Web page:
Alix Kunkle: People watching isn't a bad thing
We all do it. Don't lie and say you don't, because I know you do it.
We all people watch. We do it when we're in any public situation. Sometimes we even do it from our office, our car or our homes. We watch people.
There's a difference between people watching and snooping around or spying on people. If we're snooping around on someone, we're doing so for a reason. We want to find out something specific, such as if so-and-so is cheating on his wife.
People watching has no real motive behind it. There's not one reason why we people watch. Some do it to find that "feature creature." You know, the person who goes out looking like a baboon picked out their wardrobe for them. Their clothes don't match, they don't fit and they sure don't look acceptable for the situation.
Just take a trip to a local mall or super retail center (you know the one I'm talking about), and there's the person who wears the shirt that is three sizes too small, pajama pants and Birkenstocks with socks. If you still don't know what I'm talking about, you really need to brush up on your people-watching skills because "feature creatures" are quite prominent across the U.S.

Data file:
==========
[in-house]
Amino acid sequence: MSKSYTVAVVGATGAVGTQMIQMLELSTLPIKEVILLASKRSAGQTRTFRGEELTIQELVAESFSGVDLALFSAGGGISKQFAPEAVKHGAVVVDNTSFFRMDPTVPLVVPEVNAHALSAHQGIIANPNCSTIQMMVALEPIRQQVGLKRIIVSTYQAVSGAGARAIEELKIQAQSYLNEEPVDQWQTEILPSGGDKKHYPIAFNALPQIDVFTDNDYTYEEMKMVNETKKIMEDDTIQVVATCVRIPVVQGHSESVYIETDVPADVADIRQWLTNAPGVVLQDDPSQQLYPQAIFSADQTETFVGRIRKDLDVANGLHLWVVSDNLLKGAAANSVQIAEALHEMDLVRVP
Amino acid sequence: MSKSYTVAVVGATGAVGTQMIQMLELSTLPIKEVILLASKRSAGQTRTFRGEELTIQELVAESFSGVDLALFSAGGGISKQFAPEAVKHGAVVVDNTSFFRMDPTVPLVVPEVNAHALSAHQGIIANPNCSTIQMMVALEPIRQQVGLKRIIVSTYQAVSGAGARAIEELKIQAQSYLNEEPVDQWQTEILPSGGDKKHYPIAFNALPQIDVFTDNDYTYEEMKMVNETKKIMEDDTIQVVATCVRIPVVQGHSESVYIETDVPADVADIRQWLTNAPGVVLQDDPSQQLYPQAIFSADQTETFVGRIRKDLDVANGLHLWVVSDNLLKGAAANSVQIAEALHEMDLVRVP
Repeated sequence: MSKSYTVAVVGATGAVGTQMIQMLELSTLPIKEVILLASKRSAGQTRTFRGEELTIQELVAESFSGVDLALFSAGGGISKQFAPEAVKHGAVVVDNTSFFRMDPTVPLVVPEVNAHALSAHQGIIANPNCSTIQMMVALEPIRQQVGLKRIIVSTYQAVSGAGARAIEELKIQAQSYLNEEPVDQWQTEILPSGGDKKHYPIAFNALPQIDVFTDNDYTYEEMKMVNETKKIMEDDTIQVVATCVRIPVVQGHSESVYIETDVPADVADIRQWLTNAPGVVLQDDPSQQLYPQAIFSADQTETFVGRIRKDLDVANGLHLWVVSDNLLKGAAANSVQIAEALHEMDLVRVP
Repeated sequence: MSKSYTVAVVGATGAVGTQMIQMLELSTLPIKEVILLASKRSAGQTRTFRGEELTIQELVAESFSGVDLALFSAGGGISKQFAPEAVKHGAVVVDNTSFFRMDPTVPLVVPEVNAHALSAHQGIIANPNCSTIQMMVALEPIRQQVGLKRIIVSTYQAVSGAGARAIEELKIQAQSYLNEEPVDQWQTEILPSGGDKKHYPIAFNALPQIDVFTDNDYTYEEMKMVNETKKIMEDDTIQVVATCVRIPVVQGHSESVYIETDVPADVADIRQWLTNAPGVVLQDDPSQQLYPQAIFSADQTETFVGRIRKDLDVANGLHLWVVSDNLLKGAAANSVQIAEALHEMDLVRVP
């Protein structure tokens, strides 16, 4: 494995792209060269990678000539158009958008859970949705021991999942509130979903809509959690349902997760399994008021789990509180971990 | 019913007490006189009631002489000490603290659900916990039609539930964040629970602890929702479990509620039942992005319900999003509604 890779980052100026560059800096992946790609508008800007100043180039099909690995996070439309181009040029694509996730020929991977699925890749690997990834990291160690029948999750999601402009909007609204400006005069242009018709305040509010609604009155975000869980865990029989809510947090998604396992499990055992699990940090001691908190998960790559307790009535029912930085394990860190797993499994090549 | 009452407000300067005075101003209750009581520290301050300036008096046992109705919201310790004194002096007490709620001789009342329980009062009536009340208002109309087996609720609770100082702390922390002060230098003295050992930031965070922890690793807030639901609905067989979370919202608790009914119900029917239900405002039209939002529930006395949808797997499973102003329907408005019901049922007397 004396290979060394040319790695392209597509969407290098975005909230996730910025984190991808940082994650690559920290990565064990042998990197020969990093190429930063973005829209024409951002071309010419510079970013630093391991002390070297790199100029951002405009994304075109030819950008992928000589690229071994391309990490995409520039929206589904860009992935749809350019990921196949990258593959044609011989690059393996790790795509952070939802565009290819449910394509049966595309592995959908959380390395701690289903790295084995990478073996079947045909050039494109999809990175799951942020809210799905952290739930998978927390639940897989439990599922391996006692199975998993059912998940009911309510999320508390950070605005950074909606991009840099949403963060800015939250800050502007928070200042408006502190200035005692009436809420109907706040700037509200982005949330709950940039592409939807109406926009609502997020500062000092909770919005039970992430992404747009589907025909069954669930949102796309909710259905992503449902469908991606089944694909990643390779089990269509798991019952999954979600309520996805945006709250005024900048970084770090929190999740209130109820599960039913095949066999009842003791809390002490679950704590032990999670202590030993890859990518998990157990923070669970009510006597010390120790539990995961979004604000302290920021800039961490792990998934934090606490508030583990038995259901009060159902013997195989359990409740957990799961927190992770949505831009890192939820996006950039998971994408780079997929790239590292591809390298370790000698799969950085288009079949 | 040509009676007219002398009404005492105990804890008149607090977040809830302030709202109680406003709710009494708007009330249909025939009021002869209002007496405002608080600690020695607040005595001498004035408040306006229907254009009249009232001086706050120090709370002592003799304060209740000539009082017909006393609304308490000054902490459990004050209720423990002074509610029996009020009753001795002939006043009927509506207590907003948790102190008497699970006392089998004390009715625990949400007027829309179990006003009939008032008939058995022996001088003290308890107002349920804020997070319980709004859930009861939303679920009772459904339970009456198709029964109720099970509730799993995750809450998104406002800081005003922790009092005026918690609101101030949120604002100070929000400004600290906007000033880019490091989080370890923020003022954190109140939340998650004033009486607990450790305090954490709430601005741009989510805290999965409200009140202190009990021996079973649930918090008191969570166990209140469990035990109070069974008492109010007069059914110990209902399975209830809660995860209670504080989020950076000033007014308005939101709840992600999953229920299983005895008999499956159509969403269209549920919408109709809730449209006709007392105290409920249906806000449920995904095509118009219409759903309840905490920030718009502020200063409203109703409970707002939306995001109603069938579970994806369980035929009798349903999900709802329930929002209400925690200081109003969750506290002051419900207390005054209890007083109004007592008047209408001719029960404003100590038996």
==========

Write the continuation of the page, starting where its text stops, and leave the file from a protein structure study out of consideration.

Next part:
Others do it for conversation. Maybe this applies to the shy folks or the bar-goers, but it still counts as a reason. Many of you have probably tried to start a conversation with that good-looking guy or girl at the bar by making a simple comment about how drunk the guy beside you is. I'm not saying it works — if I had to guess, it probably works 60 percent of the time, every time — but you've tried it before.
We also do it because we're bored. We got stuck going with that one dreaded in-law to the store, and they're trying to tell you every single little thing about their life. We don't care for what they have to say, so we try to do something — ANYTHING — to tune them out. So what do we do? People watch.
We see that person stocking up on toilet paper or looking "cool" standing at the magazines. Sometimes it gives us a chuckle. Other times, we want to run and hide.
Everyone has their reasons for people watching. It's just something that we do. Sometimes, the only reason is because it's more fun than a barrel of monkeys.
There's no shame in people watching. Sometimes it can help us. We can be tipped off on something big, such as a criminal picking up trash trying to make a break for it, just through some simple behaviors.
I people watch, too. If nothing else, it helps me smile when I'm having a bad day.
Alix Kunkle is the News Editor of the Leesville (La.) Daily Leader. He may be contacted at firstname.lastname@example.org.